Nationally, notably the Zimbabwean economy, once a regional powerhouse, experienced landslide collapse. Zimbabwe was plunged into a crisis of bad governance and political decay. The post-colonial state, which was supposed to advance the course of complete liberation and social emancipation, was used as an organ of violent repression against the people.  

We have recently heard a narrative that under former President Mugabe, Zimbabwe was a safe haven for the ANC. The party that Mugabe led, the Zimbabwe African National Union (ZANU), was never the real strategic ally of our liberation movement. Quite the reverse. But this does not make them anti-ANC per se, nor us anti-ZANU(PF).

In Zimbabwe, Our strategic and main ally was the Zimbabwe African People’s Union (ZAPU) led by Joshua Nkomo, and the Zimbabwe People’s Revolutionary Army (ZIPRA), ZAPU’s military wing which fought side by side with uMkhonto we Sizwe (MK), shared camps with the MK, and whose cadres died fighting alongside the MK.

When our MK cadres reached the camps in Zambia, they found ZIPRA already there. They trained in the same camps under instruction from the Red Army and the KGB. MK learnt toyi-toyi and the dog bark from ZIPRA. In fact, at first, our own comrades did not like the hard exercise. By the way, ZIPRA learnt toyi-toyi from the Algerians and added the dog bark.

In 1967, MK in exile decided to fight their way home. Chris Hani took part in the Wankie and Sipholilo campaigns in northern Zimbabwe after crossing the Zambezi River. With him was Dumiso Dabengwa of ZIPRA who passed away earlier this year.

So where did ZANU(PF) come from?

Let us go briefly through the history of the Zimbabwean struggle.

When the South African Native National Congress was formed in 1912 (it was to become the ANC in 1923), delegates did not come only from the Union of South Africa, but from all the territories under British colonial occupation in southern Africa, including Southern Rhodesia ― now Zimbabwe ― which sent more than 30 traditional leaders to the founding congress.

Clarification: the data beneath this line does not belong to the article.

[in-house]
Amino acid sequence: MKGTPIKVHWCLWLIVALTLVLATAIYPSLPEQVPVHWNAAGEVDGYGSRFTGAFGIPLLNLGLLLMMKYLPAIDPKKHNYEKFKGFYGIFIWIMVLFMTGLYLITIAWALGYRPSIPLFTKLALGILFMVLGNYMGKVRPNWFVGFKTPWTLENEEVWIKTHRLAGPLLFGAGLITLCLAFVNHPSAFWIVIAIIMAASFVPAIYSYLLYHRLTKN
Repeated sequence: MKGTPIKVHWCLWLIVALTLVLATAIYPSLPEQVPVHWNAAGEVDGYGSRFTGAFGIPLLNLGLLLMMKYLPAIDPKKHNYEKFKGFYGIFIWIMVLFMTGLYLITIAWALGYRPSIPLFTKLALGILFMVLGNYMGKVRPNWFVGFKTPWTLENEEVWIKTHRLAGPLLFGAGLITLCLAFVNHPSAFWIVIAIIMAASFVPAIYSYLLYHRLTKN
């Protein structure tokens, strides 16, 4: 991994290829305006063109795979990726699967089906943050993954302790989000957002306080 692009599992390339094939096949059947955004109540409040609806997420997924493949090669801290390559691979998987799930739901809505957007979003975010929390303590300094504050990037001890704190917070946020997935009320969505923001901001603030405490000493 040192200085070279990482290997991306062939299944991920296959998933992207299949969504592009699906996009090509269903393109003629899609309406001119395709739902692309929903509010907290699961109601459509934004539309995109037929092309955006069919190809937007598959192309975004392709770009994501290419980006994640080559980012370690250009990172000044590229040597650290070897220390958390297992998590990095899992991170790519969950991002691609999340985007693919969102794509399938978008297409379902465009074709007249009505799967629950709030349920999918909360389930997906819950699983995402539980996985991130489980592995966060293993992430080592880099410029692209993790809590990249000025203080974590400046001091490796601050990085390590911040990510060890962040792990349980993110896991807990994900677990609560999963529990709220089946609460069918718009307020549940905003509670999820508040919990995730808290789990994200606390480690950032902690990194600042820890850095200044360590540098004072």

The Southern Rhodesian African National Congress (SRANC), frankly was not very militant, falling apart and being re-organised a few times. But in September 1957, trade unionists in Salisbury (now Harare) and Bulawayo revived it as a militant, fighting nationalist organisation. They elected the Secretary-General of the biggest trade union, the Railway African Workers Union, as their President. That man was Joshua Nkomo.

The liberation movement in Zimbabwe, then, was started by the working class.

The SRANC was banned in March 1959, then re-founded itself as the National Democratic Party. The organisation was banned in December 1961, then 9 days later, re-founded itself as ZAPU.

The armed struggle had its first beginnings in 1959 when just 6 people were sent to Ghana for military training. When the National Democratic Party was formed, widespread sabotage took place of Rhodesian government installations. In 1961, reporters were even flown over northern Zimbabwe to see the devastation caused by the nationalist cadres. It was visible from the air. Cadres were sent for training to a number of countries including China and Egypt. The first weapons to enter the country were given by President Gamal Abdel Nasser of Egypt to Joshua Nkomo in 1962. In the same year, Nkomo approached the Soviet Union for assistance in the armed struggle and in 1963, the first cadres went for training there.